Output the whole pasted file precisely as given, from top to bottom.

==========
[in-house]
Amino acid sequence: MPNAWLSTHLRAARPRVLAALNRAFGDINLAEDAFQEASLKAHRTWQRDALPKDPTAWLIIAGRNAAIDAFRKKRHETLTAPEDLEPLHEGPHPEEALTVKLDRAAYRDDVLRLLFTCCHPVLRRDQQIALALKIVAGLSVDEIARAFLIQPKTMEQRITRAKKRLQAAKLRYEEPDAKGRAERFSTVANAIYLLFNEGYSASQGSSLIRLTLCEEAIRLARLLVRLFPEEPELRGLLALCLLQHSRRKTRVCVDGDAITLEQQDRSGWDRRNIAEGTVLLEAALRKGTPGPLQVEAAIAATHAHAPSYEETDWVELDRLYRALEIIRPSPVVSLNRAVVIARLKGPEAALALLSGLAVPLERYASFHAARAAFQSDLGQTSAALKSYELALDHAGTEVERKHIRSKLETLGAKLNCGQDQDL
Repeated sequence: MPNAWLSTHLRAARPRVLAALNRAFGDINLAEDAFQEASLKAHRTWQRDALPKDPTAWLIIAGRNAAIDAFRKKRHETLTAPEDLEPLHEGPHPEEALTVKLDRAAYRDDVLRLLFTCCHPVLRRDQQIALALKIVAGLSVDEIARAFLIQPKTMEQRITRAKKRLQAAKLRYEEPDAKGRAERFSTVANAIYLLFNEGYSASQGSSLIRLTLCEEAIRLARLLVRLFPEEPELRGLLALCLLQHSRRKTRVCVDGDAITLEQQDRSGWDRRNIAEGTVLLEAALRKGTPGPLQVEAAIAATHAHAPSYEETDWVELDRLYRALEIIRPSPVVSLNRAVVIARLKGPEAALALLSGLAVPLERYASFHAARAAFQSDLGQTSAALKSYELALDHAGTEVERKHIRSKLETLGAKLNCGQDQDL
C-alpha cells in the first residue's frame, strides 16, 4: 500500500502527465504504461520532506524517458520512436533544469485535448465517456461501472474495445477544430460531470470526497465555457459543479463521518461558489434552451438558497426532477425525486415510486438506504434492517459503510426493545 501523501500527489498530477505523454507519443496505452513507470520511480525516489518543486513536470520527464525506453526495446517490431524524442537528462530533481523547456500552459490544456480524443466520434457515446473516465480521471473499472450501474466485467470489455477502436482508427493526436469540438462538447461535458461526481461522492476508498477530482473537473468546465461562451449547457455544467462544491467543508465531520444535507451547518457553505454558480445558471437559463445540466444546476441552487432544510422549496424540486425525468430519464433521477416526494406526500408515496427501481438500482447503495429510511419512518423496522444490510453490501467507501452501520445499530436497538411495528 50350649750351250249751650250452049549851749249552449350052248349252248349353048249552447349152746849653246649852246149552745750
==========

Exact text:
[in-house]
Amino acid sequence: MPNAWLSTHLRAARPRVLAALNRAFGDINLAEDAFQEASLKAHRTWQRDALPKDPTAWLIIAGRNAAIDAFRKKRHETLTAPEDLEPLHEGPHPEEALTVKLDRAAYRDDVLRLLFTCCHPVLRRDQQIALALKIVAGLSVDEIARAFLIQPKTMEQRITRAKKRLQAAKLRYEEPDAKGRAERFSTVANAIYLLFNEGYSASQGSSLIRLTLCEEAIRLARLLVRLFPEEPELRGLLALCLLQHSRRKTRVCVDGDAITLEQQDRSGWDRRNIAEGTVLLEAALRKGTPGPLQVEAAIAATHAHAPSYEETDWVELDRLYRALEIIRPSPVVSLNRAVVIARLKGPEAALALLSGLAVPLERYASFHAARAAFQSDLGQTSAALKSYELALDHAGTEVERKHIRSKLETLGAKLNCGQDQDL
Repeated sequence: MPNAWLSTHLRAARPRVLAALNRAFGDINLAEDAFQEASLKAHRTWQRDALPKDPTAWLIIAGRNAAIDAFRKKRHETLTAPEDLEPLHEGPHPEEALTVKLDRAAYRDDVLRLLFTCCHPVLRRDQQIALALKIVAGLSVDEIARAFLIQPKTMEQRITRAKKRLQAAKLRYEEPDAKGRAERFSTVANAIYLLFNEGYSASQGSSLIRLTLCEEAIRLARLLVRLFPEEPELRGLLALCLLQHSRRKTRVCVDGDAITLEQQDRSGWDRRNIAEGTVLLEAALRKGTPGPLQVEAAIAATHAHAPSYEETDWVELDRLYRALEIIRPSPVVSLNRAVVIARLKGPEAALALLSGLAVPLERYASFHAARAAFQSDLGQTSAALKSYELALDHAGTEVERKHIRSKLETLGAKLNCGQDQDL
C-alpha cells in the first residue's frame, strides 16, 4: 500500500502527465504504461520532506524517458520512436533544469485535448465517456461501472474495445477544430460531470470526497465555457459543479463521518461558489434552451438558497426532477425525486415510486438506504434492517459503510426493545 501523501500527489498530477505523454507519443496505452513507470520511480525516489518543486513536470520527464525506453526495446517490431524524442537528462530533481523547456500552459490544456480524443466520434457515446473516465480521471473499472450501474466485467470489455477502436482508427493526436469540438462538447461535458461526481461522492476508498477530482473537473468546465461562451449547457455544467462544491467543508465531520444535507451547518457553505454558480445558471437559463445540466444546476441552487432544510422549496424540486425525468430519464433521477416526494406526500408515496427501481438500482447503495429510511419512518423496522444490510453490501467507501452501520445499530436497538411495528 50350649750351250249751650250452049549851749249552449350052248349252248349353048249552447349152746849653246649852246149552745750